Spartan relay team shines at Star Track

The quartet turned in the second fastest time in school history to claim second place.

Spartan sophomore Hillary Pritchett took one for the team at last weekend’s Star Track, the 3A/4A Washington state track and field championships in Pasco.

The eighth and final qualifier in Friday’s 800 meter prelims, Pritchett hung with the pack for the first lap of Saturday’s finals. Then she backed off a little in the second lap, finishing last in a time of two minutes, 27.85 seconds.

The reason: She was an integral element of the 4x400 meter relay team, which was among the favorites in that event. With just a little over an hour between the two races, running at the slower pace in the 800 allowed her to conserve her strength for the relay.

The tactic paid off.

Running the anchor leg, Pritchett had enough left to hold off three fast-finishing teams and preserve Bainbridge’s second-place finish.

Pritchett, her twin sister, Geneva, senior Michelle Baggett and junior Alana McWhorter combined for the second fastest time in school history as the quartet clocked 4:01.32.

It was even faster than last year’s state title time of 4:02.60.

While they were two seconds behind a Lakeside foursome that featured two of the top finishers in the 400 and 800, there were smiles all around among the Spartans.

“We all ran a great race,” Baggett said. “It’s the first time it happened this year. I missed half the season with a knee injury, and we all had off moments during the season.”

Her leadoff 59.37 leg was a personal best, and her teammates were all well under 61 seconds.

Sophomore discus thrower Quinton Agosta also turned in a personal best, throwing 134-01 to finish in a tie for 10th even though he had the lowest qualifying mark among the 16 entrants.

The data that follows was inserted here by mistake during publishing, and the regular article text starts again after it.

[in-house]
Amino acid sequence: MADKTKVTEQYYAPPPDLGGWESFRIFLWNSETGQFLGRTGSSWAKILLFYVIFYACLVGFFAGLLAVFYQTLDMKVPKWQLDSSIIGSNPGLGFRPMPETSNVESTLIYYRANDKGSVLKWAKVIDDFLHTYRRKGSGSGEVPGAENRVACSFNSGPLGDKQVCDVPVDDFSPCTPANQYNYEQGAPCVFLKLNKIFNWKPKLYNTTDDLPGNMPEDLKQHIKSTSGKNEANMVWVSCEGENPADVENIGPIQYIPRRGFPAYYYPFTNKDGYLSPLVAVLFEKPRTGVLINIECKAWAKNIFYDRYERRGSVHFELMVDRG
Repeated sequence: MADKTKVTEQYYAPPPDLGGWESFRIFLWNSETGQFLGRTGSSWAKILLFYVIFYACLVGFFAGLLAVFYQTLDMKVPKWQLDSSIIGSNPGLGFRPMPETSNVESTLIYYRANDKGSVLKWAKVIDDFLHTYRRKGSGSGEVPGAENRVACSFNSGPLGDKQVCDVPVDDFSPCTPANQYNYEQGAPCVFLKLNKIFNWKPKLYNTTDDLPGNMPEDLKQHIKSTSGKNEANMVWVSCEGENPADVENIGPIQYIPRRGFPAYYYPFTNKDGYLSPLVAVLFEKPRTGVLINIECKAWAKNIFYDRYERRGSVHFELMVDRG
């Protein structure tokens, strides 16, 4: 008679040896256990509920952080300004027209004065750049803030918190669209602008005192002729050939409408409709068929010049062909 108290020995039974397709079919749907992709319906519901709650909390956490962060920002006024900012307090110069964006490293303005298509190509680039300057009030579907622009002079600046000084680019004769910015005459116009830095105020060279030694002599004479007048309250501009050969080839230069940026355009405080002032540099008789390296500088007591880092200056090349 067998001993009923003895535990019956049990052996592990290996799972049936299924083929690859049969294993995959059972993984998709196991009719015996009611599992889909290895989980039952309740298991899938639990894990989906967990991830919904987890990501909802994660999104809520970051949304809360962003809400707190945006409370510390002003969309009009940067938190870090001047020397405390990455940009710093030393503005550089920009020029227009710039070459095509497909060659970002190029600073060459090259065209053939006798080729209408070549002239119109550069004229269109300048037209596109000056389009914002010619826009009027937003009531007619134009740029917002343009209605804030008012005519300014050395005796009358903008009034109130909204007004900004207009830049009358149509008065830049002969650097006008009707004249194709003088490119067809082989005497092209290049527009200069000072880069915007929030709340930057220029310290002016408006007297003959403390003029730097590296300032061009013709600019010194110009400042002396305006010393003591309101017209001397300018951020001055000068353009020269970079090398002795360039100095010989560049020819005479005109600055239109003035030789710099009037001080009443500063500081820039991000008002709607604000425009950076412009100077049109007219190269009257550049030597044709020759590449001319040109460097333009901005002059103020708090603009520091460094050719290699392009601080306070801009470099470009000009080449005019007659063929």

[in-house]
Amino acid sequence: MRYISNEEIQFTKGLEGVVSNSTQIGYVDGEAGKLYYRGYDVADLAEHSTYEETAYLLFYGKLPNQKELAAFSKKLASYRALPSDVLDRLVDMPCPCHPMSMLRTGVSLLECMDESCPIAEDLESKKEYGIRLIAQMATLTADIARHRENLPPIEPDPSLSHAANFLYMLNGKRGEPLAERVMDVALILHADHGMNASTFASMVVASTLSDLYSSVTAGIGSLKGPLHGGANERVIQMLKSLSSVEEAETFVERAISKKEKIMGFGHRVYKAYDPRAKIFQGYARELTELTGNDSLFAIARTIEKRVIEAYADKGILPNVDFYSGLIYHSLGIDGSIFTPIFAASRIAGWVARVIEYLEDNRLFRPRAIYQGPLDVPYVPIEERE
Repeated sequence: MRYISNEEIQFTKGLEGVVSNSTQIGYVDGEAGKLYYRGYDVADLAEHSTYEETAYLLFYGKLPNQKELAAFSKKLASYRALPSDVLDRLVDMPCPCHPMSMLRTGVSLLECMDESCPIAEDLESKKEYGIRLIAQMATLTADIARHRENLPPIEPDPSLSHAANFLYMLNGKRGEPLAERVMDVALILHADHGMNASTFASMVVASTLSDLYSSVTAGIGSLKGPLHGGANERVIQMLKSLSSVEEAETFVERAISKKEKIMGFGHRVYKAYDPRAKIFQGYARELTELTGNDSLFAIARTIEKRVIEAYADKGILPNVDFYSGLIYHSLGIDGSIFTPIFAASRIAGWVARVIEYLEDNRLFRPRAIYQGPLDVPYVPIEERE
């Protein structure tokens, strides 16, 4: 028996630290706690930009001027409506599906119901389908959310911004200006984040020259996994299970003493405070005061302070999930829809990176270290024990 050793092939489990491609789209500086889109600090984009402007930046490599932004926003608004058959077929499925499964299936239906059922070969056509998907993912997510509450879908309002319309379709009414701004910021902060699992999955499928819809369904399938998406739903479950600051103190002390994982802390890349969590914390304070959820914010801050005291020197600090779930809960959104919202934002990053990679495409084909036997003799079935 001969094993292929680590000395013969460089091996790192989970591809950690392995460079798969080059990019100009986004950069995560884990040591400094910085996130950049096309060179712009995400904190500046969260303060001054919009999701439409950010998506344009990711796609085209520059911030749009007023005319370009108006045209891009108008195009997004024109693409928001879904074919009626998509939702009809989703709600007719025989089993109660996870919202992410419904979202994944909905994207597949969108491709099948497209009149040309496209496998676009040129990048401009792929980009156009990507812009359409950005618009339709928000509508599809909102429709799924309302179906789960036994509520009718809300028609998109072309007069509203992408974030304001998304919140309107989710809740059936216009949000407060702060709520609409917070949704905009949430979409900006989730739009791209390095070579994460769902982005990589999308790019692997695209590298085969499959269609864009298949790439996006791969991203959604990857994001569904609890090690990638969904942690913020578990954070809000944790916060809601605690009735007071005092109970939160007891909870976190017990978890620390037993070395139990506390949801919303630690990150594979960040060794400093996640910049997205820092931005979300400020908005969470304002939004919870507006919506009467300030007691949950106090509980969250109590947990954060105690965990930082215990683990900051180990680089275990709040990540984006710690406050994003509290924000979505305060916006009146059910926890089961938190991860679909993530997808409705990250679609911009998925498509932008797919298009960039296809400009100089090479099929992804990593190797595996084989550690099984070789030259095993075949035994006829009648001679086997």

“I felt pretty calm,” he said. “I was just trying to ‘PR’ (achieve a personal record) today. I felt happy with how I did.”

The girls 4x100 relay team of McWhorter, Baggett and sophomores Morgan Nottingham and Zena Hemmen ran a non-qualifying 52.17 in their heat and didn’t advance.

“I’m proud of the kids that went,” coach Andy Grimm said. “The 4x4 was our marquee team. It was fun to see them get in there. We knew it would be tough to knock Lakeside off.”

Hillary Pritchett and her teammates extended two streaks. Pritchett’s eighth place made it six years in a row that Bainbridge girls have medaled in the event. The 4x400 relay has finished in the top three for five consecutive years.

There was a festive air among the Spartan faithful in the sun-splashed stands, as a number of parents and about a dozen non-qualifying teammates, mostly freshmen and sophomores, made the long trip to Eastern Washington.

“It’s good for them to see how much fun it is and what it takes to compete at that level,” Grimm said.

Junior Caroline Johnson was perhaps the most intense of the onlookers. Her meteoric rise from obscurity last season to one of the state’s elite distance runners came to a premature end when she was unable to qualify at the district meet due to a bad cold.

Speaking with traces of the ailment still evident in her voice, Johnson explained her unlikely rise.